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A TRAVESTY OF JUSTICE

Brian Gillan

Thanks to the Ohio Supreme Court and the Hamilton County Court of Appeals, Workers in Hamilton County Can Now Be Fired with Impunity If They Report Any of Several Illegal Activities Engaged in by Their Employer.

Thanks to a recent decision by the Ohio Supreme Court, workers in Hamilton County who witness their employer engaging in insurance fraud, immigration law infractions, the use of underage workers, payday lending law violations, or violations of the federal statute protecting the confidentiality of patient medical records, among other things, may now be fired by their employers without any legal recourse.

The decision was issued in the case McGowan v. Medpace, Case No. 2015-1756, and here are the facts. Dr. Mary McGowan is a nationally recognized physician and researcher who was hired into an executive position at Medpace, a billion-dollar local healthcare company. Shortly after she was hired, she became aware of fraudulent prescription writing practices and patient privacy and confidentiality violations. These concerned her so greatly that she held a meeting with her staff to advise that office practices must change to prevent further violations, and met with Medpace senior management to report those concerns. Rather than investigate her concerns, Medpace fired Dr. McGowan in retaliation for her good faith complaints of insurance fraud and violations of the Health Insurance Portability and Accountability Act of 1996 (“HIPAA”).

Dr. McGowan sued Medpace for, among other things, wrongful termination in violation of Ohio public policy. The jury unanimously concluded that Medpace’s retaliatory firing violated Ohio public policy and constituted a wrongful discharge. It awarded Dr. McGowan $300,000 in compensatory damages and $500,000 in punitive damages.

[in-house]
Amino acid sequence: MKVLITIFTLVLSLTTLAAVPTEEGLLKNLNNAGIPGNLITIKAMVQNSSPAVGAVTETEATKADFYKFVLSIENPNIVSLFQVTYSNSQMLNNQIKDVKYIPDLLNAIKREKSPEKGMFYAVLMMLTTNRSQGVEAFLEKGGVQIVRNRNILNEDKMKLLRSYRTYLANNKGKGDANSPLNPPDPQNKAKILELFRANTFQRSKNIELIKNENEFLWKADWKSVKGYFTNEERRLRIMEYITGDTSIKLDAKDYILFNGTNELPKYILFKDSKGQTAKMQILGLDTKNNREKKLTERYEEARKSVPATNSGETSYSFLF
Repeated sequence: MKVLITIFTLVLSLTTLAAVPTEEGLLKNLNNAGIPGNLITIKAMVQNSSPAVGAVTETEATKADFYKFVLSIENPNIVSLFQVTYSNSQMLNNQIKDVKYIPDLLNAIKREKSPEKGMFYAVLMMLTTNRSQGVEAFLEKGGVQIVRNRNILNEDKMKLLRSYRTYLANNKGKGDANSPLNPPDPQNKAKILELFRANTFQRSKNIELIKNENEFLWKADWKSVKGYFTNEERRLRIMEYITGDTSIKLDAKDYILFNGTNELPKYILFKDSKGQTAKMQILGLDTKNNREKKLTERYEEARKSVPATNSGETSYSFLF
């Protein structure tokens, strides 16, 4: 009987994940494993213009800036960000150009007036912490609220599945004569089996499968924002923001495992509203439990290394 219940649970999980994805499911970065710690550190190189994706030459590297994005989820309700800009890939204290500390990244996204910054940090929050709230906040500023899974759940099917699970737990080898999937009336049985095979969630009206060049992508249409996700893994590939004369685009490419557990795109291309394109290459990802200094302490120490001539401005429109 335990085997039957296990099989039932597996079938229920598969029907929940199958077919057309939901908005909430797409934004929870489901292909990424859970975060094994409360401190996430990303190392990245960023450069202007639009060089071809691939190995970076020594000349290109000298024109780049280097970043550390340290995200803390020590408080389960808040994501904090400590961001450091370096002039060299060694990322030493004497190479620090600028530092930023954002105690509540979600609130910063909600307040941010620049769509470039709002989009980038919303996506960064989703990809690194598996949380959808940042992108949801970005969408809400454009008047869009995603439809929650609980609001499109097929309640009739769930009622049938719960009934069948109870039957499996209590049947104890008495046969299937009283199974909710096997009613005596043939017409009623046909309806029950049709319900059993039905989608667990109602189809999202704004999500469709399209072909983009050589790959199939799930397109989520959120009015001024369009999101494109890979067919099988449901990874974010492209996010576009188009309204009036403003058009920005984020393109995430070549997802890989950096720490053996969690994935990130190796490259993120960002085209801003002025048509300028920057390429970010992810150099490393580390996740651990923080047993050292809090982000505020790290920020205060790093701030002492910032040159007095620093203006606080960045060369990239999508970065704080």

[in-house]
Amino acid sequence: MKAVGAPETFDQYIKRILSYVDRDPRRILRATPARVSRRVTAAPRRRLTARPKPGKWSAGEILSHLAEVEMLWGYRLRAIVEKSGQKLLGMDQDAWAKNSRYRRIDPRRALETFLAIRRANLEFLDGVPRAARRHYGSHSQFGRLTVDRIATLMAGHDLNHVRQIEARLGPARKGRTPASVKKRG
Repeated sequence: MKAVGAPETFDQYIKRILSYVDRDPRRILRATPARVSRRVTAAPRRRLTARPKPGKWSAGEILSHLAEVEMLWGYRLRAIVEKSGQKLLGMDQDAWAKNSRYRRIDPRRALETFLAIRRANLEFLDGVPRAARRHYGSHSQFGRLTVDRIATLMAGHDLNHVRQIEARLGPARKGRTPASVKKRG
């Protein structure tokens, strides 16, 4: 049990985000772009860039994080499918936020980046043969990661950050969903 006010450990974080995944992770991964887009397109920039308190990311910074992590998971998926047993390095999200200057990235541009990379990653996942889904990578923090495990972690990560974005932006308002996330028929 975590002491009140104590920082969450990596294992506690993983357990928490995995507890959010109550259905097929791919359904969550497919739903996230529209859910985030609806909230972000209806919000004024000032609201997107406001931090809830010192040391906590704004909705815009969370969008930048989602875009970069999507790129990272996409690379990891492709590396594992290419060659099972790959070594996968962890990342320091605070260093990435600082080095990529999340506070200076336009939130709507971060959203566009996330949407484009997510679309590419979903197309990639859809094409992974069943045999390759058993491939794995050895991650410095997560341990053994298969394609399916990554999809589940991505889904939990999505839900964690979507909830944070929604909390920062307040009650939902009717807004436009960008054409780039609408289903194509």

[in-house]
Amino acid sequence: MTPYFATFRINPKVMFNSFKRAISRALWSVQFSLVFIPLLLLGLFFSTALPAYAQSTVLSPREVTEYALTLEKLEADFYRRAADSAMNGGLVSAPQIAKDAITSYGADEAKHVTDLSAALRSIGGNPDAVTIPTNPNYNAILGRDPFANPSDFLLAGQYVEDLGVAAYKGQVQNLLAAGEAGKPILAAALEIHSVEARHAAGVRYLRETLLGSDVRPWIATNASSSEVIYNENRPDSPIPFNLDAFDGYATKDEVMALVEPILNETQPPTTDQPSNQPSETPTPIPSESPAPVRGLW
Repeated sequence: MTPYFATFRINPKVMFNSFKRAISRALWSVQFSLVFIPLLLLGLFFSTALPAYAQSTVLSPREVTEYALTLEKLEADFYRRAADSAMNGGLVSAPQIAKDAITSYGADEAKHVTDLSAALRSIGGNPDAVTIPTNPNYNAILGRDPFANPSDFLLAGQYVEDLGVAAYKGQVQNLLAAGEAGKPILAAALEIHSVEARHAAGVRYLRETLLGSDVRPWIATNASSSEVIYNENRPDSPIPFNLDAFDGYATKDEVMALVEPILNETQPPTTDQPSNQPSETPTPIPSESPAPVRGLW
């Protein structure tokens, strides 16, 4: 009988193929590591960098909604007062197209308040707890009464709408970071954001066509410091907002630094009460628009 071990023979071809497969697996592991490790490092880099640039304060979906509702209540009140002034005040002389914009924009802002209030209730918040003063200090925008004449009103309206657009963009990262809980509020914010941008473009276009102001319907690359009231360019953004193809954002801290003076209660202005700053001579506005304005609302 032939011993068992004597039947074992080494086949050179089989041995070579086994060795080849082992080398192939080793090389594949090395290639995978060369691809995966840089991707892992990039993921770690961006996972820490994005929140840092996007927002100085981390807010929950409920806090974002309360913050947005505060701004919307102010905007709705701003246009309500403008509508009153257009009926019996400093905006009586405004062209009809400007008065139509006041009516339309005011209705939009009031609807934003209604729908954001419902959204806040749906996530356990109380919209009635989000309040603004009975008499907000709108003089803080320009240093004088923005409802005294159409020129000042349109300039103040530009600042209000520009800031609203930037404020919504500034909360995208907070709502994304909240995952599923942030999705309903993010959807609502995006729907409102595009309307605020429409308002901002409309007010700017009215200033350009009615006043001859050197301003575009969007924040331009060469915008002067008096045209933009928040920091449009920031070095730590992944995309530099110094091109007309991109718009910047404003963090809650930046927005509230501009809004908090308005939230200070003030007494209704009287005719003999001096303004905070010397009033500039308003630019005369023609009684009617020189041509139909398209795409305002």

Despite the jury’s unanimous verdict, the First District Court of Appeals (the appellate court for Hamilton County) reversed the judgment based on a legal conclusion that is at odds with numerous other Ohio appellate courts and 25 years of Ohio Supreme Court precedent in this area.

Dr. McGowan asked the Ohio Supreme Court to review the case since it presented important legal issues for workers throughout Ohio, but especially in Hamilton County. The Supreme Court initially agreed to review the Court of Appeals’ decision. The parties filed lengthy briefs and argued the case to the Ohio Supreme Court on February 8, 2017. Then, a few weeks ago, the Supreme Court changed its mind and decided not to review the decision of the First District Court of Appeals after all. Such a decision is highly unusual. Even more unusual is the fact that the court gave no explanation for its decision.

As a result of the actions of the First District Court of Appeals and the Ohio Supreme Court, in Hamilton County it appears employees can now be fired for:

∙ Testifying truthfully, although unfavorably to their employer.
∙ Exercising their right to consult an attorney.
∙ Refusing to commit illegal acts, such as padding customer checks.
∙ Refusing to commit insurance fraud at their employer’s insistence.
∙ Reporting violations of HIPAA’s patient privacy and confidentiality provisions.
∙ Raising concerns about insurance fraud.

Elections have consequences. The voters of Ohio elect their judges, including Ohio Supreme Court justices. The current make-up of this court is decidedly anti-worker. The McGowan decision is just the latest example of that anti-worker sentiment. So the next time you think that your vote doesn’t matter, think again.

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